I'd say BH would burn away the mist in the squares it affects.

Liberty's Edge RPG Superstar 2013 Top 16

You could target them with magic missile as long as you can see them. Miss chance doesn't apply to magic missile.

Burning hands would burn away the mist in its area.

Dark Archive

I used to think Obscuring Mist was a bad spell until I played Pathfinder Society. Then I learned how badly it cripples ranged characters and most casters. My sorceror has been taken out of the fight completely by that spell so many times that he now always carries scrolls of gust of wind to deal with the problem.


Fog cloud is quite nice, and only a level higher.

Worst case, you force enemies to lose a turn moving out of the cloud, which is STILL worth a 2nd level spell, as long as you can catch 2-3 of them.


Fromper is the most accurate here. In Obscuring Mist it states:

Obscuring Mist wrote:


The vapor obscures all sight, including darkvision, beyond 5 feet. A creature 5 feet away has concealment (attacks have a 20% miss chance). Creatures farther away have total concealment (50% miss chance, and the attacker cannot use sight to locate the target)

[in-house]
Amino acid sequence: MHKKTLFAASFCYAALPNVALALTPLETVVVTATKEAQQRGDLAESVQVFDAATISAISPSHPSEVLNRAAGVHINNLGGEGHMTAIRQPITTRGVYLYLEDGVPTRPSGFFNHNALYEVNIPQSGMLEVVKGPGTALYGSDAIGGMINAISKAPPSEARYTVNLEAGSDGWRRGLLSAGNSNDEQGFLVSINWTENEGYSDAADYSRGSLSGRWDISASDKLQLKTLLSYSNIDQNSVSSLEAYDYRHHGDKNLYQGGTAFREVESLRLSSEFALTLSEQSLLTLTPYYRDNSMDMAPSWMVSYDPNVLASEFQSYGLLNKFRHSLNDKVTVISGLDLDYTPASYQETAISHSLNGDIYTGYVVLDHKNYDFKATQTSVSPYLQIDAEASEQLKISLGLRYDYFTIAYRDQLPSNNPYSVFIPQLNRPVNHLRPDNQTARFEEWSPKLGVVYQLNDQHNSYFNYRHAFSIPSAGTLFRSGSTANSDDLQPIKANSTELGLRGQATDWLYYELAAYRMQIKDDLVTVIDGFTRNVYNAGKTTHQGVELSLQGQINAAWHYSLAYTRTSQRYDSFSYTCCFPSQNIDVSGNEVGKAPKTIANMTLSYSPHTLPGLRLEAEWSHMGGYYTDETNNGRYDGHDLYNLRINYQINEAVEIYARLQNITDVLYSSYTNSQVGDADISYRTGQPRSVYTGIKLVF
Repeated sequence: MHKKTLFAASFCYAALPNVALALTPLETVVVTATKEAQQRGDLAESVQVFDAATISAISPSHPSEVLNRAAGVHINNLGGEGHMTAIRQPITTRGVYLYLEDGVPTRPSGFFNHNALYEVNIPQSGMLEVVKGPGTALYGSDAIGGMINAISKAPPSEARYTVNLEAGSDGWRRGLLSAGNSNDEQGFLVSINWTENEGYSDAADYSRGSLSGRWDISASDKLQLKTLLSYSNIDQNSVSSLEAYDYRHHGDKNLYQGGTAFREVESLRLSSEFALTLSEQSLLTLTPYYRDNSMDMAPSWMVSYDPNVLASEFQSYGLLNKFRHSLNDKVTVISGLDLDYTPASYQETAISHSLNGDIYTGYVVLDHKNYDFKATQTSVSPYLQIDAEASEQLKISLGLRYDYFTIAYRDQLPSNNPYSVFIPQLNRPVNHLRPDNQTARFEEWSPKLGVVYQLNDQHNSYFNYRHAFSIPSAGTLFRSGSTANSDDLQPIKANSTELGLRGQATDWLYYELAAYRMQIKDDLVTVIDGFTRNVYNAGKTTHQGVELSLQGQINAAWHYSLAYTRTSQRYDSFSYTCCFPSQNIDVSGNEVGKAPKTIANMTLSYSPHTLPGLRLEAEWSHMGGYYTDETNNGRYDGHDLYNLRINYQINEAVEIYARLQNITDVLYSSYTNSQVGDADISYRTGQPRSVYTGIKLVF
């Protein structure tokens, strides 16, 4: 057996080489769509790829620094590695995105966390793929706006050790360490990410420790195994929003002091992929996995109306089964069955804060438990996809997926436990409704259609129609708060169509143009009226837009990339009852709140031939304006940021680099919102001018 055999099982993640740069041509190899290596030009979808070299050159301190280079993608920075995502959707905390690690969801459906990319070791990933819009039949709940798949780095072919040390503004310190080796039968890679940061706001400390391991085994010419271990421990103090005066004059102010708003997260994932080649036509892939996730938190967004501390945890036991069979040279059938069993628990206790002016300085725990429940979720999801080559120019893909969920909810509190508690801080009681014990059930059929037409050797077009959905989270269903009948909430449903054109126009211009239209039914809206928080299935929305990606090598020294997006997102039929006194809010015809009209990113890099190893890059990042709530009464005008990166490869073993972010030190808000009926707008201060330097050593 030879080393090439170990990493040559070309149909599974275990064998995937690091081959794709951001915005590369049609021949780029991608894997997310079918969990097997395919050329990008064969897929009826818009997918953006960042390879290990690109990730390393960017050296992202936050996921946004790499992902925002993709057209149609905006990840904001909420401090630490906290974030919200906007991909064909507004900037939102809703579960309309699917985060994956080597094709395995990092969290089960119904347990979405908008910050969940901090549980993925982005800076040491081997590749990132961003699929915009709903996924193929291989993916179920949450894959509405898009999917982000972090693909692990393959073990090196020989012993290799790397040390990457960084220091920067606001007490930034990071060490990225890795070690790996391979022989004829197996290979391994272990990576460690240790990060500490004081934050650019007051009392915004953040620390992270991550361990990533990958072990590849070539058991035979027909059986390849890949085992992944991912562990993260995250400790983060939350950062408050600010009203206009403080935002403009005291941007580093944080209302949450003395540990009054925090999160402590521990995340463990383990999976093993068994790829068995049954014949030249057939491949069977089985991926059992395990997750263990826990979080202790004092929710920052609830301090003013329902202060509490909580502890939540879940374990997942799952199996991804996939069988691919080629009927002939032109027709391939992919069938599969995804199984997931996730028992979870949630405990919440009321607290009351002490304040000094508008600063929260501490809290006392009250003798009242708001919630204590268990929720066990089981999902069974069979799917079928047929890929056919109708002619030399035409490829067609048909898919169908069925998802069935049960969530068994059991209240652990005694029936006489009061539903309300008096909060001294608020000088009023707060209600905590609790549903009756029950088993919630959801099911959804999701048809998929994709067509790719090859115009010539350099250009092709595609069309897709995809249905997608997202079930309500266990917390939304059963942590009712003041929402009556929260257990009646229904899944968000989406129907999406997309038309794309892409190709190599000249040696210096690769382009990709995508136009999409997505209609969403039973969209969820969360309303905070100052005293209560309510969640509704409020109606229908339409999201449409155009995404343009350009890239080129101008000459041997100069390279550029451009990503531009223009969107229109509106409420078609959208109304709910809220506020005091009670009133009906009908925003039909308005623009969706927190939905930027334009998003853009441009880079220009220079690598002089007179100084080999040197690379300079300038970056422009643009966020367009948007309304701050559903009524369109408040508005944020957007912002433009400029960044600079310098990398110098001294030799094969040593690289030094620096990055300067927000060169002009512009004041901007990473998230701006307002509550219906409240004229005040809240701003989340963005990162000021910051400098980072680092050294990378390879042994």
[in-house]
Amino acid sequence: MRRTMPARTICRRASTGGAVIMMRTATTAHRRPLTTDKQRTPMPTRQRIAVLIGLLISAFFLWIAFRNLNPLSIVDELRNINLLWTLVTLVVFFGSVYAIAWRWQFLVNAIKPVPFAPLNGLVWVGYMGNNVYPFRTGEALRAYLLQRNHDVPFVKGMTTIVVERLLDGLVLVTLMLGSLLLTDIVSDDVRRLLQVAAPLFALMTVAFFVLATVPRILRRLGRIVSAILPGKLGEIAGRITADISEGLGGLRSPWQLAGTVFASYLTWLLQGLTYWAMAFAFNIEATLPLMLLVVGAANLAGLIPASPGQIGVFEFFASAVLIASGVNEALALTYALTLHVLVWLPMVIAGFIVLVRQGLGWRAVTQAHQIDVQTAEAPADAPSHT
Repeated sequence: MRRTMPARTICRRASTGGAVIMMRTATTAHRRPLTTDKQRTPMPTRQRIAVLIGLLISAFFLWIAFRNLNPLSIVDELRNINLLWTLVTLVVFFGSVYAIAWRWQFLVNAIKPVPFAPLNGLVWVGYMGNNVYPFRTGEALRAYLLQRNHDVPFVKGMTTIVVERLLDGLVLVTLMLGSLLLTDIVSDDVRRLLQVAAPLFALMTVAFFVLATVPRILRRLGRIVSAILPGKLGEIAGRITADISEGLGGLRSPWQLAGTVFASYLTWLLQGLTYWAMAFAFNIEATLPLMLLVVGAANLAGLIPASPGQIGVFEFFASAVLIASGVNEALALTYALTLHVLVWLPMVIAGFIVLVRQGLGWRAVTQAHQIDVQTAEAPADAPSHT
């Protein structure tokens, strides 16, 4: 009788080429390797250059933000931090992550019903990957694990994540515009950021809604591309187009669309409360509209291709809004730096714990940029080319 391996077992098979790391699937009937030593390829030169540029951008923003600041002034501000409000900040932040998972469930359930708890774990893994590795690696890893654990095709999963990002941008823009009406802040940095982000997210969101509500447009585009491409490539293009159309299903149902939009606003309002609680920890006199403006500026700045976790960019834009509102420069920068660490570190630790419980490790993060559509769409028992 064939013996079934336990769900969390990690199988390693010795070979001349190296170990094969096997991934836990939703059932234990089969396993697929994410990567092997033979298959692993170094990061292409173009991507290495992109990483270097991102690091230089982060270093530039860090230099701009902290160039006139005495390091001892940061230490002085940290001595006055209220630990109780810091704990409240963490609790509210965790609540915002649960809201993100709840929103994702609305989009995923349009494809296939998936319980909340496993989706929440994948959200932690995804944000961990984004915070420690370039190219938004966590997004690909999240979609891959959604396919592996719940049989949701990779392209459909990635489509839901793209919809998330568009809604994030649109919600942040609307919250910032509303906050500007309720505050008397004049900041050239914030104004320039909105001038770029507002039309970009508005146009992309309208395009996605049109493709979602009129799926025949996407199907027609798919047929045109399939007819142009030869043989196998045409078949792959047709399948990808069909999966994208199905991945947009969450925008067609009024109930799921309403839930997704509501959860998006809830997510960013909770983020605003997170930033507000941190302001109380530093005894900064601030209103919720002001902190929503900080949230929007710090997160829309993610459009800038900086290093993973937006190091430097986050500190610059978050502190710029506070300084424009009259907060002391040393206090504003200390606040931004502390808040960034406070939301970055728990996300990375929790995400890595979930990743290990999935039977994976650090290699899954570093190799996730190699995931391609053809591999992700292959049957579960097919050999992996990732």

and Magic Missile states:

Magic Missile wrote:


The missile strikes unerringly, even if the target is in melee combat, so long as it has less than total cover or total concealment

So obviously MM woudn't help. However any level 2/CR 1/2 NPC Adept has the chance to be carrying around a Burning Hands spell. I'd hope OS wouldn't become a low-level "win button".

Silver Crusade